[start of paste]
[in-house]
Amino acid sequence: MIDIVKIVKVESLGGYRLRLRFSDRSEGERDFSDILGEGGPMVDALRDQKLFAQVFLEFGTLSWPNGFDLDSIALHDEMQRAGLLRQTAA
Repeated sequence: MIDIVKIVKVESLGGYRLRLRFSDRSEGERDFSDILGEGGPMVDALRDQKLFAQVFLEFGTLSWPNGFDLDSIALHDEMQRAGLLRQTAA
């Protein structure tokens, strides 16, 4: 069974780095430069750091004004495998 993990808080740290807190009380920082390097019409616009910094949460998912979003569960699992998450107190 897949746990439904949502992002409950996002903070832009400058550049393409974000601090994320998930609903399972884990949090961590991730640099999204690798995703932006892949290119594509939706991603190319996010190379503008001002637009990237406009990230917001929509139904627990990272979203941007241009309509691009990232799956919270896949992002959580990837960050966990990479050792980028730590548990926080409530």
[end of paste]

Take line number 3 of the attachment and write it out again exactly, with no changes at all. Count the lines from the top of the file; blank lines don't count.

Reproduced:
Repeated sequence: MIDIVKIVKVESLGGYRLRLRFSDRSEGERDFSDILGEGGPMVDALRDQKLFAQVFLEFGTLSWPNGFDLDSIALHDEMQRAGLLRQTAA